Hannibal in Nocera. Story of the terrible siege that destroyed the city

by Roberto Iossa

This is the story of the terrible siege that Hannibal implemented against the ancient city of Nuceria Alfaterna. It is one of the episodes of the second Punic war, during which Campania became a strategically ideal terrain for the expansionist aims of the Carthaginian leader. A figure, that of Hannibal, who still hovers, after thousands of years, in the territories of Nocera Inferiore and Superiore.

assedio annibale nocera nuceria alfaterna
Henri Paule Motte, Hannibal crossing the Rhine, 1878.

The Second Punic War: a general in the limelight

If the Second Punic War, fought between Rome and Carthage from 218 BC to 202 BC., is also called "Hannibal war"There must be a reason! Hannibal Barca, in fact, was the real protagonist of this bloody conflict, succeeding his father Hamilcar as leader of the Carthaginian empire. Eager to avenge the defeat of the First Punic War and the loss of Sardinia and Corsica, he marched with his army.

From that moment began a slow and inexorable advance towards Italy that did not stop even in the face of the numerous losses of men among its ranks. Hannibal tried to convince the peoples subjected to Rome to rise up by rebelling. In the 218 BC the famous happened crossing of the Alps and within two years the general arrived in the territories near Rome.

assedio annibale nocera nuceria alfaterna
The map shows Hannibal's unstoppable march to Capua and Nocera.

Hannibal obtained a very important victory in Rods. Convinced, however, that he did not have sufficient forces to attack the capital directly, he thought of encircling it, conquering two of the most powerful Roman cities in Campania: Capua e Nuceria Alfaterna.

The powerful Nuceria Alfaterna

Nuceria Alfaterna (corresponding today to the territory of Nocera Inferiore e Nocera Superiore) allied himself with Rome starting from 307 BC, always showing a certain loyalty to the capital. Its importance in certain historical periods was almost equal to that of Pompeii, even going so far as to mint its own currency and use a specific alphabet (nucerino alphabet).

Annibale assedio Nocera Nuceria Alfaterna
The position of Nuceria Alfaterna on the Peutingerian Table, a 12th-13th century copy of an ancient Roman map showing the roads of the Roman Empire.

In September 216 BC Hannibal's army focused its attention on Nuceria, considered by some historians as a "city surrounded by impregnable walls". Initially Hannibal's troops settled outside the city walls, with the intention of preventing any type of external supply, leading the population to starvation.

The citizens of Nocera, despite a strenuous initial resistance, were forced to yield and negotiate. Hannibal allowed them to leave the city with one (or perhaps two) robes per person. The fugitive Nocerini wandered around the region in search of a new home. For other sources, however, Hannibal he had the senators killed in the baths, slaughtered anyone who tried to escape and he put the city to fire and sword, destroying it completely (Acerra also had the same sad fate).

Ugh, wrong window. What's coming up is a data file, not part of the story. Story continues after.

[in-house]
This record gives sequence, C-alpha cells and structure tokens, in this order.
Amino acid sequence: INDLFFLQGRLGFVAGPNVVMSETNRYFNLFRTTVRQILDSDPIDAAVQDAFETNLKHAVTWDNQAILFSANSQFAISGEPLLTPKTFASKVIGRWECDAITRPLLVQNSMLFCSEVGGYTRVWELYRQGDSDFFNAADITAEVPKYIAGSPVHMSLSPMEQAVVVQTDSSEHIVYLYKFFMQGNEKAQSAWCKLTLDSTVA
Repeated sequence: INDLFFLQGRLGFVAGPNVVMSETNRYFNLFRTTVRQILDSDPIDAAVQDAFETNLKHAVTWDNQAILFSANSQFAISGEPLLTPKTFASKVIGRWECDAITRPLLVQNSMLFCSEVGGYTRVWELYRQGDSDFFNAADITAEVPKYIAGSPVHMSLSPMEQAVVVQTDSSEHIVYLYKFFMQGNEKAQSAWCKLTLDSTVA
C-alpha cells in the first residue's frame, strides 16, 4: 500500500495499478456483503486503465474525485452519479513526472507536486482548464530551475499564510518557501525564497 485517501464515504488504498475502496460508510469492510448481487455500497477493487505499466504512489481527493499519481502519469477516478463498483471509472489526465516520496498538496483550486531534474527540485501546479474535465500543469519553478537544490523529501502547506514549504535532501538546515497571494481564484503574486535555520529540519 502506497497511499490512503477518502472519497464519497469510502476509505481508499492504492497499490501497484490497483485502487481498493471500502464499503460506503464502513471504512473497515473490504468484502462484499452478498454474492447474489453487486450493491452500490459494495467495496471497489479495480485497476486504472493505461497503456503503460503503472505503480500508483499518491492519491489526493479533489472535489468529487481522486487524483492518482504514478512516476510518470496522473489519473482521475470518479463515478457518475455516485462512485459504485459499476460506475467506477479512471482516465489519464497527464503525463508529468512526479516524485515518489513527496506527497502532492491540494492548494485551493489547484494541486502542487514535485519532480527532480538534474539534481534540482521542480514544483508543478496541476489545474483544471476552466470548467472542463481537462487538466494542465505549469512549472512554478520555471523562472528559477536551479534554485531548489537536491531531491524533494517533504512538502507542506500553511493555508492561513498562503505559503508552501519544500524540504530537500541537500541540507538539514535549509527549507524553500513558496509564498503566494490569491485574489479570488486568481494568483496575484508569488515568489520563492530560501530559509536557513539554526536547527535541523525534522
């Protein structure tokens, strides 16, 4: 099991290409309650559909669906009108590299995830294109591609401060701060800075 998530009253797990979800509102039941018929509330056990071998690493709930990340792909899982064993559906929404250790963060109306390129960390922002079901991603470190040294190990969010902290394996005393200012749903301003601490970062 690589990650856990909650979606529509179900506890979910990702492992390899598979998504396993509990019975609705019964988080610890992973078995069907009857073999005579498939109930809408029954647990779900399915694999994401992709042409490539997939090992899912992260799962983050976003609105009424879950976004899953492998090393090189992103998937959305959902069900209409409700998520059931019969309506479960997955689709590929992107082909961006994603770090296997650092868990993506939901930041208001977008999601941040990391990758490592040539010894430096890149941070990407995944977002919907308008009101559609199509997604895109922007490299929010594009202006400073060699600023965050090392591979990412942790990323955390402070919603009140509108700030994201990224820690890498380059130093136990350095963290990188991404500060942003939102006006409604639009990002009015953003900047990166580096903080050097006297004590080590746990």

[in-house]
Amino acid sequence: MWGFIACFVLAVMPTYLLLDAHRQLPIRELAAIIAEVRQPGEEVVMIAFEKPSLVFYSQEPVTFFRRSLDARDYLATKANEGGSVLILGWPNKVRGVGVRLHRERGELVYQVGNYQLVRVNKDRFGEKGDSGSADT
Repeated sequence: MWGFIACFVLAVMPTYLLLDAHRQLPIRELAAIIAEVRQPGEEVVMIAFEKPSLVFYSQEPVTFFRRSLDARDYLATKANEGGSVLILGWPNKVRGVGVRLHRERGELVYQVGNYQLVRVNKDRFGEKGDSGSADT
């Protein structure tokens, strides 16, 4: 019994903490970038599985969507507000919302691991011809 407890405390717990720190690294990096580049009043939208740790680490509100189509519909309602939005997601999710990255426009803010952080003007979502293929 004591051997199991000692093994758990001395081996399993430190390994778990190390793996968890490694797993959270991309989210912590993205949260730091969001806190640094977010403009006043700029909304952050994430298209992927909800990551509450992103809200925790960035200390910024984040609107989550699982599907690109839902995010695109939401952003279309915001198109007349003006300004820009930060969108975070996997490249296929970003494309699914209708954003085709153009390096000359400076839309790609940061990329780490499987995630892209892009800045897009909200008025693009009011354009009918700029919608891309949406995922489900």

Like so many other authors, also the Roman historian Valerio Massimo will talk about this sad episode in his own Factorum et dictorum memorabilium books IX:

Hannibal, having persuaded the inhabitants of Nocera, whose walls made it impregnable, to leave the city carrying two robes each, when they were released he made them suffocate in the steam and smoke of the bathrooms.

The testament of Hannibal in Nocera: between history and legend

"Hannibal himself, however, after some time, seeing all his efforts to tame the Romans useless, said, with a sigh, that the sieges of Naples, Nola, and Cumae had cost him too dear and that they had taken the empire out of his hands of Rome, if he had known how to profit from the dismay that came after the battle of Cannae "

Hannibal, against the initial predictions, lost the Second Punic War. The Roman Senate conceded the territory of Atella as a temporary home, waiting for the reconstruction of the real Nuceria. Despite the passage of Hannibal in those areas it was rather quick and painful, still today it is possible to admire historical testimonies (often tinged with legend) that refer to the facts narrated.

According to many historians, Hannibal reached Nuceria by crossing a pass that crept between two adjacent mountains. This path (not surprisingly called by the citizens "The split mountain") is known as "Campanile dell'Orco" (for the discovery of a stone mausoleum) or "Passo dell'Orco" and quickly connects Nocera Inferiore to its neighbor Castel San Giorgio. According to some, the toponym "Ogre" would have to do with Hannibal, known for the violence with which he hurled himself at his enemies.

annibale assedio nocera nuceria alfaterna
The caves of Hannibal in the mountains of Nocera Superiore where, according to legend, the leader rested during his march. Photo by Salvatore Anaclerico from the Facebook group "Trekking in Campania"

Another testimony, more or less truthful, is located in the mountains of Nocera Superiore. Here are the so-called "Caves of Hannibal". According to legend, these rocky coves, which overlook the hamlets of Pucciano and Pareti, were used by the Carthaginian leader as a temporary refuge during his unstoppable march.

Sources

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